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Original Research ARTICLE

Front. Immunol., 19 November 2015 | https://doi.org/10.3389/fimmu.2015.00589

A Comparison of Statistical Methods for the Discovery of Genetic Risk Factors Using Longitudinal Family Study Designs

  • 1Department of Mathematics and Statistics, University of Ottawa, Ottawa, ON, Canada
  • 2School of Epidemiology, Public Health and Preventive Medicine, University of Ottawa, Ottawa, ON, Canada
  • 3Nutrition Sciences Program, University of Ottawa, Ottawa, ON, Canada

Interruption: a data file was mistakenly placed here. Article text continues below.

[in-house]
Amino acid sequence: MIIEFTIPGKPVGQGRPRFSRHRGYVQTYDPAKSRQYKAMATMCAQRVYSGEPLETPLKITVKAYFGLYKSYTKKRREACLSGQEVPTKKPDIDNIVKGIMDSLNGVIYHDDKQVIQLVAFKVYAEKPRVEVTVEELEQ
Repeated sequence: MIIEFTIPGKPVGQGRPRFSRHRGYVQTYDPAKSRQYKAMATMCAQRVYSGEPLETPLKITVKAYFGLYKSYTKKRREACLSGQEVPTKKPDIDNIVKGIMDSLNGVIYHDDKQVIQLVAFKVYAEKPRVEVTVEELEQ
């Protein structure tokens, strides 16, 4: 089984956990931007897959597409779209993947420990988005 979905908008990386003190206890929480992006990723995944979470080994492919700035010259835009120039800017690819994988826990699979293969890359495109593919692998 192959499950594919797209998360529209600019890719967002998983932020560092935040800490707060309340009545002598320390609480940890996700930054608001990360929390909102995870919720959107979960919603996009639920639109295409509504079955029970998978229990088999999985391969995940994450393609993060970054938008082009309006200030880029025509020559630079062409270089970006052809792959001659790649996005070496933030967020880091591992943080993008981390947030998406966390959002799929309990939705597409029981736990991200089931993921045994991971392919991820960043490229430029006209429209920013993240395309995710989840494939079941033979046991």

The etiology of immune-related diseases or traits is often complex, involving many genetic and environmental factors and their interactions. While methodological approaches focusing on an outcome measured at one time point have succeeded in identifying genetic factors involved in immune-related traits, they fail to capture complex disease mechanisms that fluctuate over time. It is increasingly recognized that longitudinal studies, where an outcome is measured at multiple time points, have great potential to shed light on complex disease mechanisms involving genetic factors. However, longitudinal data require specialized statistical methods, especially in family studies where multiple sources of correlation in the data must be modeled. Using simulated data with known genetic effects, we examined the performance of different analytical methods for investigating associations between genetic factors and longitudinal phenotypes in twin data. The simulations were modeled on data from the Québec Newborn Twin Study, an ongoing population-based longitudinal study of twin births with multiple phenotypes, such as cortisol levels and body mass index, collected multiple times in infancy and early childhood and with sequencing data on immune-related genes and pathways. We compared approaches that we classify as (1) family-based methods applied to summaries of the observations over time, (2) longitudinal-based methods with simplifications of the familial correlation, and (3) Bayesian family-based method with simplifications of the temporal correlation. We found that for estimation of the genetic main and interaction effects, all methods gave estimates close to the true values and had similar power. If heritability estimation is desired, approaches of type (1) also provide heritability estimates close to the true value. Our work shows that the simpler approaches are likely adequate to detect genetic effects; however, interpretation of these effects is more challenging.